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Sports events a driving factor behind HDTV sales  (Source: Vizio)
High-definition console owners makeup 18 percent of HDTV purchases

Most gamers tend to be early adopters of technology. Those who own an Xbox 360 or PlayStation 3 know full well that a high-definition television is required in order to appreciate the visuals of the latest games to their fullest.

It should surprise few then to learn that of all consumers who purchased an HDTV in the past year, 18 percent of those were gamers buying the set just to connect either an Xbox 360 or PlayStation 3.

As reported in findings from research firm Frank N. Magid Associates, 25 percent of U.S. households or 28 million now have at least one HDTV set, that up from a penetration of 20 percent in September 2007. 5.5 million homes introduced HDTV during the holiday and Super Bowl season. 3 million homes added  a second HDTV during the same period.

"Consumers who become accustomed to the sleek and contemporary appearance of their first HD set are now looking to bring that benefit into other rooms in their home," says Maryann Baldwin VP of Magid Media Futures.

While a growing number of homes may have televisions capable of displaying at least a 720p picture, some are still feeding their HDTVs standard definition signals. "However owning an HDTV set and actually viewing HD are still two very different pursuits for many," added Baldwin.

70 percent of HDTV owners have some form of access to high-definition content, while the remaining 30 percent cite costs and a limited number of channels available in high definition as reasons for not making the jump.

Three in ten households intends to purchase a new television, many of those HD capable, within the next year. Nearly a quarter of those who do not own an HDTV currently expressed that they feel it is important to be able to watch the 2008 Summer Olympic Games in high-definition.

Magid said that it conducted this online research among 1,235 consumers nationally representative of the U.S. online population, age 21 and over.

"Now that the early majority has joined the ranks of the HD adopters, the demographic makeup of the HD population is looking more like the overall U.S. TV viewing universe," says Jill Rosengard Hill, Magrid VP and managing director.

Product price and mass market adoption of HDTVs are inversely related. Thanks to value-oriented brands such as Vizio, which has overtaken traditional electronics giants such as Sony and Samsung in sales, consumers are finding the jump into high-definition more affordable than expected.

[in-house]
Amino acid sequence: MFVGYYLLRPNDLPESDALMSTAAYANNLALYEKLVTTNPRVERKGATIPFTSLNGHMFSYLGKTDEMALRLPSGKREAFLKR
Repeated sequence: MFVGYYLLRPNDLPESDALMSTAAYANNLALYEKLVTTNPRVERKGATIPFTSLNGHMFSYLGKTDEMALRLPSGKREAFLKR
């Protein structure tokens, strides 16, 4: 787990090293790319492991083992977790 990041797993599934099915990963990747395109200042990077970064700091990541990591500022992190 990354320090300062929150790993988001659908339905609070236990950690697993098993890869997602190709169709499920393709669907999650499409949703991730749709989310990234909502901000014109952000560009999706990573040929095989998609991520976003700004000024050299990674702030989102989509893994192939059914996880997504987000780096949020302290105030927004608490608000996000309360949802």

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By gigahertz20 on 4/25/2008 12:56:51 PM , Rating: 3
My roommates and I bought a $500 refurbished 720P 37" Vizio from Macmall last August for our apartment and I've been very impressed with the quality of HD channels. I've seen other $1,000 + HDTV sets and though they look a little better, for the price and quality you can't beat some of the Vizio sets. I just wish Comcast had more HD channels, and there were not as many issues like audio skipping and artifacting on the HD channels some of the times.

RE: Vizio
By Mitch101 on 4/25/2008 1:18:22 PM , Rating: 2
I was in Costo the other day and I have to say that the Vizio had the best picture of all the flat panels they had set up. Sony was the second best picture.

Of course this is out of the box uncalibrated in a very well lit building but considering most people will never calibrate their HDTV.

I would have bought it over all the others. Maybe some of the major brand companies should work on a little calibration of their products instead of rushing them out the door with contrast ratios set at the highest levels trying to out bright the set next to it.

RE: Vizio
By sc3252 on 4/25/2008 1:33:58 PM , Rating: 2
I bought a 37inch vizio a month or two ago. When I brought it home I found out that the picture quality for hd is great, but the black levels are terrible. I find that I am constantly calibrating the tv when I watch different types of movies, since the black level needs to be adjusted per movie. If you can deal with that it does have a very slight lag(only noticeable when you are moving the mouse, not gaming), but not enough to stop me from playing call of duty 4 from my computer.

RE: Vizio
By Noya on 4/25/2008 6:29:32 PM , Rating: 2
I also bought a Vizio about 6-months ago. Sears (gasp) had the 42" GV 1080p model on sale for $1k, less 10% with a Sears card, plus another $50 back from = $850. At the time all the name brands were at $1,400+ for a 40-42" 1080p model.

Sure, the blacks could be better (yes I calibrated it via AVSforums and DVE) but going from a flat 32" 4:3 CRT to this is a huge jump in size for widescreen material like DVD and HD channels. It looks great with a good HD source like "Lost" and the other main channels. I mostly watch Disc/Hist/PBS type HD channels, so the SD quality doesn't really concern me. A friends HD-DVD player looked amazing on it...too bad BD is going to take another year to drop in price to a reasonable level.

RE: Vizio
By therealnickdanger on 4/28/2008 8:21:55 AM , Rating: 2
I bought two Dynex (Best Buy house brand) 32" LCD HDTVs last Black Friday for $450 each. Anyway, I bought them to replace the last of the analog sets in the house, and I couldn't be happier. A buddy of mine with the proper tools calibrated them (the best he could) and they are suprisingly very good with SD and HD content. There are some brightness uniformity problems, but it's only noticeable when it's dark in the room.

Tons of inputs, decent menu options, the specs are here:

"We are going to continue to work with them to make sure they understand the reality of the Internet.  A lot of these people don't have Ph.Ds, and they don't have a degree in computer science." -- RIM co-CEO Michael Lazaridis
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